The UK has left the EU following the Brexit referendum and with that, they are no longer part of the Erasmus+ programme. In place of Erasmus+, the UK government created a new scheme to allow its students to travel and work abroad as of September 2021, namely the Turing Scheme.During the past decade, shorter mobility programmes have increasingly been developed and offered by universities alongside the traditional year/semester abroad models. This is in part due to deeper international collaboration with overseas universities and organisations, and summer schools as well as research and internship opportunities offered to UK partners. It is also due to the general move to increase the number of UK students benefiting from overseas experiences.
UUKi’s new report Short-Term Mobility, Long-Term Impact published in June, presented findings and best practices. During the project, the report surveyed 749 students and ran 17 student focus groups to understand why students chose short-term travel abroad, and what the benefits were as well as the impact.
The results showed that such international opportunities provide a wide range of positive, lasting outcomes on students’ personal development, intercultural understanding, academic studies, and future employment prospects:
78% of students said that it provided an international dimension to their degree.
69% stating that it built confidence in their academic ability.
88% reported greater self-confidence.
93% reported greater adaptability.
89% felt they had developed their intercultural and interpersonal skills.
93% said they had increased their understanding of different cultures.
These skills are crucial for the graduates of tomorrow, and the experiences themselves enhance CVs, making students stand out and giving them an edge during interviews.
The shorter length placements meant students could fit in their time away around their other commitments. Through structured pre-departure advice and sessions, students felt more prepared and had a greater understanding of what to expect during their time abroad.
The report showcased 16 case studies of short-term mobility experiences delivered by universities across the UK. These highlighted how varied short-term mobility programmes can be; academic-focused, designed and led by faculty; industry-based visits or placements; engagement with local community and organisations and language and cultural summer schools at international partners.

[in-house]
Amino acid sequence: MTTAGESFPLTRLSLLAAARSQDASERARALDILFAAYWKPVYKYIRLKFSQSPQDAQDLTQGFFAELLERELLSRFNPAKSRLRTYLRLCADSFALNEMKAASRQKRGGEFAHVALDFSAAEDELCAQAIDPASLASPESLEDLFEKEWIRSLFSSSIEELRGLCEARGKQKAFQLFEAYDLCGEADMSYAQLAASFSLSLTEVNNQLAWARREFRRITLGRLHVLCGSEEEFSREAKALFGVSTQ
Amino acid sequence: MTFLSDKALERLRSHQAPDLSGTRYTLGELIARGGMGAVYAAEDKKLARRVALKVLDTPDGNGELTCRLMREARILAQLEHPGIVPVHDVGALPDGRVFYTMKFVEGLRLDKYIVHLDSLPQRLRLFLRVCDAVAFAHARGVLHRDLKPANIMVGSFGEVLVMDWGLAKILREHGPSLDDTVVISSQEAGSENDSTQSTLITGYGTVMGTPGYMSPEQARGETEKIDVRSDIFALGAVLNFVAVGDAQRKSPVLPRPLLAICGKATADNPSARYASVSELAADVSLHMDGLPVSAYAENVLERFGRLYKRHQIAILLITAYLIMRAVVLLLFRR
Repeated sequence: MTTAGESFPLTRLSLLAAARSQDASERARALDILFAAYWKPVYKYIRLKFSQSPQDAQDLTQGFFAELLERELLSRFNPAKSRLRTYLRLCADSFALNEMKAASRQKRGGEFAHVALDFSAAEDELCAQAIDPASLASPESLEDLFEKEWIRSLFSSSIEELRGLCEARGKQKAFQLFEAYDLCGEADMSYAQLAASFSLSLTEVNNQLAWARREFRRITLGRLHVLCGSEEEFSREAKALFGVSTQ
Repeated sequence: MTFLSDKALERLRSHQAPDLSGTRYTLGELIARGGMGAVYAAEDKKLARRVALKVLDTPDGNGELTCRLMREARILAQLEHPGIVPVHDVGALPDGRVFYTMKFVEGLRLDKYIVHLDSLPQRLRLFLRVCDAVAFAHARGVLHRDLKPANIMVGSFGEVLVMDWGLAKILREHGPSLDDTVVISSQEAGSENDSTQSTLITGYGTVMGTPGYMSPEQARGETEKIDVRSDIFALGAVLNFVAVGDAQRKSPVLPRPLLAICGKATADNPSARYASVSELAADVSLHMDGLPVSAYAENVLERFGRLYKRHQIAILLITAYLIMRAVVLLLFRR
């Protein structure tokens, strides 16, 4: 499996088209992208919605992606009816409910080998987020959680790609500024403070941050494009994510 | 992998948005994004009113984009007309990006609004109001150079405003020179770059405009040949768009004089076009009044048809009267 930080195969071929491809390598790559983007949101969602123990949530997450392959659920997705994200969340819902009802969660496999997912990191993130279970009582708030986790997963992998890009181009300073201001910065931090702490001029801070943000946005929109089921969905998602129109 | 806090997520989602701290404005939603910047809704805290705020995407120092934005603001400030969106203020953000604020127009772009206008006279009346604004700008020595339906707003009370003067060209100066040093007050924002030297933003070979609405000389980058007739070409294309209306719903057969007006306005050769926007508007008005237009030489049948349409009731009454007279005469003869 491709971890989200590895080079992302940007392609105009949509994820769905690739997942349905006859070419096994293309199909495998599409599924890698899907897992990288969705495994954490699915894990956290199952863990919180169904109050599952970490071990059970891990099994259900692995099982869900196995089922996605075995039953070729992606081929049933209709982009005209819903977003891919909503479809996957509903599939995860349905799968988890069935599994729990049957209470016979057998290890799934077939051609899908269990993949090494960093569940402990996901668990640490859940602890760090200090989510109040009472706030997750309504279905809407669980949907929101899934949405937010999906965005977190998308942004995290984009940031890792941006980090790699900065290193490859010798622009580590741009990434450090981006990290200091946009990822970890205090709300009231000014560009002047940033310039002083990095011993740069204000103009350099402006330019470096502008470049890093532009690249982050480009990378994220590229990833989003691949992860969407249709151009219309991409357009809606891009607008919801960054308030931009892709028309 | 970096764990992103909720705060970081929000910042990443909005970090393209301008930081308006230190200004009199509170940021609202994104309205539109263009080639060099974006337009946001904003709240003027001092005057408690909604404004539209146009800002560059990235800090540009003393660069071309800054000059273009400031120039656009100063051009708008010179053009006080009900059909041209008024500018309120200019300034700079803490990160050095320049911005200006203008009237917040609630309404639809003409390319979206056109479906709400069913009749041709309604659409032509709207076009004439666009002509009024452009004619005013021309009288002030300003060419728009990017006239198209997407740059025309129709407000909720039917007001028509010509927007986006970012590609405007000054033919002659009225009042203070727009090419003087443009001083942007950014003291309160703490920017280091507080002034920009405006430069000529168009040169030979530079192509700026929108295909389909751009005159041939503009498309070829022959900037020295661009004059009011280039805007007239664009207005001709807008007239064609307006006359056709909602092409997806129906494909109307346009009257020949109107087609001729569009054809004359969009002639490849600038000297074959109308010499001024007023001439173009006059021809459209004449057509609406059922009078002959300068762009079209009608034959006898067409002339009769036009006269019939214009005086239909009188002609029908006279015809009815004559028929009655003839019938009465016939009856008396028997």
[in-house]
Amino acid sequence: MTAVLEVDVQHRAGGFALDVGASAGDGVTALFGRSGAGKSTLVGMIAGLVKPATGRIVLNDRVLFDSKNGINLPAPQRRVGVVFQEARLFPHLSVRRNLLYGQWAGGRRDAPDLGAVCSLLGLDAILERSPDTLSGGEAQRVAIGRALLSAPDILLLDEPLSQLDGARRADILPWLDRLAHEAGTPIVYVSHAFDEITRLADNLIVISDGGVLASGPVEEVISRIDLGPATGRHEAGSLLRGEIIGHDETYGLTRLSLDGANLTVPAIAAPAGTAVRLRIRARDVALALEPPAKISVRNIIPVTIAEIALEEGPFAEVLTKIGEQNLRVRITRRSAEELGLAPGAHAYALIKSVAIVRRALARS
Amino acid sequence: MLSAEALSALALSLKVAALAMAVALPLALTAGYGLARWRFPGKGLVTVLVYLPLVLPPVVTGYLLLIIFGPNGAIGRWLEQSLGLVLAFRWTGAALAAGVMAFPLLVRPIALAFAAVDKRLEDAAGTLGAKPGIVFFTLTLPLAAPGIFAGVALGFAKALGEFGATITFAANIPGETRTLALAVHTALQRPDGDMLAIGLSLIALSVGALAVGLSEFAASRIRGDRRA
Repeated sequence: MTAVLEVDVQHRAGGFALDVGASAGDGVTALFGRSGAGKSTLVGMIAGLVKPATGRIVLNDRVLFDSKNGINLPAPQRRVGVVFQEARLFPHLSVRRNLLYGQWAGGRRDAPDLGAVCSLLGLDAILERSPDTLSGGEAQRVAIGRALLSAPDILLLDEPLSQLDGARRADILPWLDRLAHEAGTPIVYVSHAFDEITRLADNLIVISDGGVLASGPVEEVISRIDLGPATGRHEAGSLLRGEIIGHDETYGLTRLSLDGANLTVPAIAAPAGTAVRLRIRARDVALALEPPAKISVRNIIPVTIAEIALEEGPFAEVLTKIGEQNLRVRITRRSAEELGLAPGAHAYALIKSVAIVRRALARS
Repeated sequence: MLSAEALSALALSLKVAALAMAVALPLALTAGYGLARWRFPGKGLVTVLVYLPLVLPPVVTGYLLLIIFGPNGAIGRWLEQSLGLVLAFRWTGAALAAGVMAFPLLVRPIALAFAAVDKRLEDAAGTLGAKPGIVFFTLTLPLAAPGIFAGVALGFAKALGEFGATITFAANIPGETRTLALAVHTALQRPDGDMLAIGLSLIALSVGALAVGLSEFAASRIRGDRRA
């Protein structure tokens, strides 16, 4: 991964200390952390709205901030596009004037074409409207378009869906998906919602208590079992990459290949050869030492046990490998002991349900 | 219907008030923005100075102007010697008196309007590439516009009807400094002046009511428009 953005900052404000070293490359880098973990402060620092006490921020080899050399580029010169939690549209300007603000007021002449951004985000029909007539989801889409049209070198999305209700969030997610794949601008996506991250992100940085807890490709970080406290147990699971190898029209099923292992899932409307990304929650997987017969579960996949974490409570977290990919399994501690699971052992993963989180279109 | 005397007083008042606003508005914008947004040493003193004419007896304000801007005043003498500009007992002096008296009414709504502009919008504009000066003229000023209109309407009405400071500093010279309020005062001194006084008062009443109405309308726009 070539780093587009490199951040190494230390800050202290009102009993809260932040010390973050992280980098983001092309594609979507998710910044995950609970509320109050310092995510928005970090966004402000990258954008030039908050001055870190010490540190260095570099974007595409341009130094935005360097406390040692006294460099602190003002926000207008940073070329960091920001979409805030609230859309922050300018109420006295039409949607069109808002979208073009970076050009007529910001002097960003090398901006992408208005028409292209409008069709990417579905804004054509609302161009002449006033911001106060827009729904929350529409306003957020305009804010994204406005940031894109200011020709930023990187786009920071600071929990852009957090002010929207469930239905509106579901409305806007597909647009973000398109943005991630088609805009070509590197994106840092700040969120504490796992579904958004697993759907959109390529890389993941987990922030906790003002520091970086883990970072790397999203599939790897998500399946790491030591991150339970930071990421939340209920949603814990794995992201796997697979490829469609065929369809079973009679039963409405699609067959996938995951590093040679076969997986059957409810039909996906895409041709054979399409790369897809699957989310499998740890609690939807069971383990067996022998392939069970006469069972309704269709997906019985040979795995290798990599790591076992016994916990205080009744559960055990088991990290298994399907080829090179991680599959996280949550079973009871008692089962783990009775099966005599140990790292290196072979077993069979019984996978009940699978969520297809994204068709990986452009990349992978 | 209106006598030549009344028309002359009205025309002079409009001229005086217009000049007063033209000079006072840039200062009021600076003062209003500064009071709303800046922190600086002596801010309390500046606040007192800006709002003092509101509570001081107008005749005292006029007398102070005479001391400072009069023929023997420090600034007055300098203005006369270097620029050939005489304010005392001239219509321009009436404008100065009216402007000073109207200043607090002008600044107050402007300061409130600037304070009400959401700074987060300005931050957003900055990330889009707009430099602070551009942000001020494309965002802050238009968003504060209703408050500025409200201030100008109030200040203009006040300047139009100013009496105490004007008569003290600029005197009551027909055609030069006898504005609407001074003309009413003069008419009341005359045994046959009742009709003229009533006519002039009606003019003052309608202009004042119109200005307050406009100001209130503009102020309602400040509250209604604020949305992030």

*Distinctive and common features are that they are usually highly organised, focused, structured, and intensive. They are often group-led multi-disciplinary initiatives, bringing together a diverse student population from across the university, who undertake group project-based learning as part of the experience. The case-studies also showed best practice in structured preparation of students well in advance of travel and the importance of financial scholarships and support.
It is clear that short-term mobility equips participating students with many of the skills that longer-term study abroad provides. However, what really stands out from the report is the potential that short-term mobility offers for breaking down those barriers to studying abroad often experienced by students from disadvantaged groups.
Furthermore, it is evident how universities are particularly using such initiatives to widen participation to under-represented groups for whom longer periods of mobility can be more challenging and in doing so, ensure equity of opportunity. With levelling up a key priority of the Turing Scheme, there is huge potential to meet this objective through funds which the scheme specifically dedicates to widening participation students.